Wednesday, January 27, 2010

Mukul Deva: A surgical strike

Indian thriller-writer Mukul Deva analyses global terrorism in his no holds barred, hard-hitting tetralogy with unflinching precision

A former Major in the Indian army, Mukul Deva was in Delhi when a deadly bomb ripped apart the Sarojini Nagar Market in the capital city. Many innocent lives were lost. This incident enraged Mukul so much that he decided to do something about it.

After serving the army for 15 years, Mukul had taken premature retirement to follow his passion: writing. Mukul had already set up a private consultancy firm and had written a few books on corporate training. But his dream of becoming an accomplished author of hard-hitting and gut-wrenching novels was yet to come true.

Only it became far bigger than he had imagined.

Mukul’s response to the Sarojini Nagar Market blasts found expression in his debut novel, Lashkar. From Lashkar to Salim Must Die to Blowback (releasing worldwide this January), Mukul set out on a quest to explore the dynamics of global terrorism that has become the bane of our time. The fourth title (Tanzim), completing this tetralogy on terrorism, is scheduled to come out next year.

Lashkar was released in 2008 and it became an instant bestseller in India. Salim Must Die was released last year and it also struck a chord with the readers. In a recent book launch in Singapore, Mukul pointed out, with the pride of prescience, that the terrorists who attacked Mumbai in 2008 charted the same route (Karachi to Mumbai) that Mukul had mapped out in his novel. Also, Mukul had pre-empted the Indian government by creating a National Intelligence Command (NIC) in his novel’s pages before the Manmohan Singh government actually created one to deal with terror threats.

The seeds of terror

salimLashkar begins with the blast in Delhi’s SN market and traces the origin of the blasts from the terror camps in Pakistan. Through his characters, Mukul shows that terrorism that comes from Pakistan is a proxy war between the two neighbors who have never trusted each other completely.

India and Pakistan were created in 1947, and from day one, the blood brothers turned on each other. Pakistan complained of being given a moth-eaten state, its eastern (now Bangladesh) and western parts separated by the monstrously huge terrain of India. Pakistan considers the state of Kashmir (J&K) as an occupied territory, a territory that rightfully belongs to the Muslim-majority country. At the UN, Nehru had promised a plebiscite for Kashmiris to decide whether they wanted union with India or Pakistan. That never happened. The two countries went to war on this issue—thrice. According to human rights activist and author Arundhati Roy, Kashmir is the most densely militarized zone in the world.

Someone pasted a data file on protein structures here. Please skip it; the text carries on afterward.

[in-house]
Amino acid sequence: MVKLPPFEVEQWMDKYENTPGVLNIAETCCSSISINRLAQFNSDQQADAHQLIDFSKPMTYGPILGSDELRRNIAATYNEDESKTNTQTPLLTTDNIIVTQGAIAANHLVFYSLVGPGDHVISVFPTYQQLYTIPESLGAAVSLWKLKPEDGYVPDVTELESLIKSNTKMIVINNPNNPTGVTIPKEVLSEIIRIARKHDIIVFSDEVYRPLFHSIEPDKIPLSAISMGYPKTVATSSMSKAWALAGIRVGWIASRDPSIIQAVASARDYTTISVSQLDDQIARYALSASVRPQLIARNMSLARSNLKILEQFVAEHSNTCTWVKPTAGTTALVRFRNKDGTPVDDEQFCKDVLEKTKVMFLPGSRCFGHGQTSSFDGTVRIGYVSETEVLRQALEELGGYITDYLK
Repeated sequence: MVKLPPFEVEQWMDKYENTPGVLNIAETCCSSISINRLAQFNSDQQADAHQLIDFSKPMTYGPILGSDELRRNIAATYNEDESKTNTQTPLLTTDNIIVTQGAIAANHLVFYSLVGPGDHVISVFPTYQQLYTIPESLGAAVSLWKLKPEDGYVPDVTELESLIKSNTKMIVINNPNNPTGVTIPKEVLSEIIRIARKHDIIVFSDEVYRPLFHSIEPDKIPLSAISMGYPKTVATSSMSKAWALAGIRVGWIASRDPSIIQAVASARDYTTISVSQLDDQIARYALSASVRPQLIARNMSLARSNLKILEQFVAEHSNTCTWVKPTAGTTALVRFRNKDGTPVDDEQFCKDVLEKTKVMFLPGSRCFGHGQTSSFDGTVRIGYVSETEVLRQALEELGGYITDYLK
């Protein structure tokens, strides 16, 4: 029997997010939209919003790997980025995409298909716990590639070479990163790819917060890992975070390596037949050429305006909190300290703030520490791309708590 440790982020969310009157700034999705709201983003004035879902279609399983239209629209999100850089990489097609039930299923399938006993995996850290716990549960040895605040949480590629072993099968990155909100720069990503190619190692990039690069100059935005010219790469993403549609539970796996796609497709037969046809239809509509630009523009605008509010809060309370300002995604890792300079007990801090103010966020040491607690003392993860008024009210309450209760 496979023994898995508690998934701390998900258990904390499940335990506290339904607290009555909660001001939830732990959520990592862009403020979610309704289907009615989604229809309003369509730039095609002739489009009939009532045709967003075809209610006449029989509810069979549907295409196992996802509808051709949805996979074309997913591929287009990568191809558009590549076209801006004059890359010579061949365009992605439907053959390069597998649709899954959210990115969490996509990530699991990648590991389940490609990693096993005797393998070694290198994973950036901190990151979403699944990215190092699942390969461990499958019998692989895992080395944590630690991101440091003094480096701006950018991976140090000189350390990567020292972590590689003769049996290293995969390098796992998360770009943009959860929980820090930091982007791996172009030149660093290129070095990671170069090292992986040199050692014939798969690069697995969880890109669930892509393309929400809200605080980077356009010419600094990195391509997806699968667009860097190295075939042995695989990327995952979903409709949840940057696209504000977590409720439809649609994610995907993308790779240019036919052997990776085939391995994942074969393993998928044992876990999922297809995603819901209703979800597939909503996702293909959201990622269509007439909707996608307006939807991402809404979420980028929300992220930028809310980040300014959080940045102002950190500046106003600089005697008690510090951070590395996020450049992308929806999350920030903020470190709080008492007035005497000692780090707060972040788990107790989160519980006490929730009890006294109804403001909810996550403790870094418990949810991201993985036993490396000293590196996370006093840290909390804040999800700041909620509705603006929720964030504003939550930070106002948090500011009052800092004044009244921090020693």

Last year, she wrote in an essay in Outlook magazine (“Azadi”):“For the past sixty days or so, since about the end of June, the people of Kashmir have been free. Free in the most profound sense. They have shrugged off the terror of living their lives in the gun-sights of half-a-million heavily-armed soldiers in the most densely militarised zone in the world.”

But that is not all. In the 1960s and early 70s, according to the Pakistani narrative, India helped Mukti Vahini, the group that finally made East Pakistan secede from Pakistan. A moth eaten Pakistan, whose heart (Kashmir) and limbs (East Pakistan) were chopped off by a ‘treacherous’ India wounded the young nation’s ego and psyche for good. Pakistan has used this Indian perfidy and perceived monstrosity (of India) as a justification to wage a constant war—a holy war—against India. India needs to be taught a lesson—that is what seems to be driving the terror machines across the border.

That’s also why, after the Afghan Mujahidins defeated the USSR in Afghanistan with USA’s help (money, training, and moral support), Pakistan diverted the zealots to the next holy cause of Islam—extricating Kashmir from the grip of a ‘Kafir’ Hindustan. The result was that Kashmir bled for decades and though much of the militancy is under control now, the human and military cost of India-Pakistan rivalry is egregiously expensive.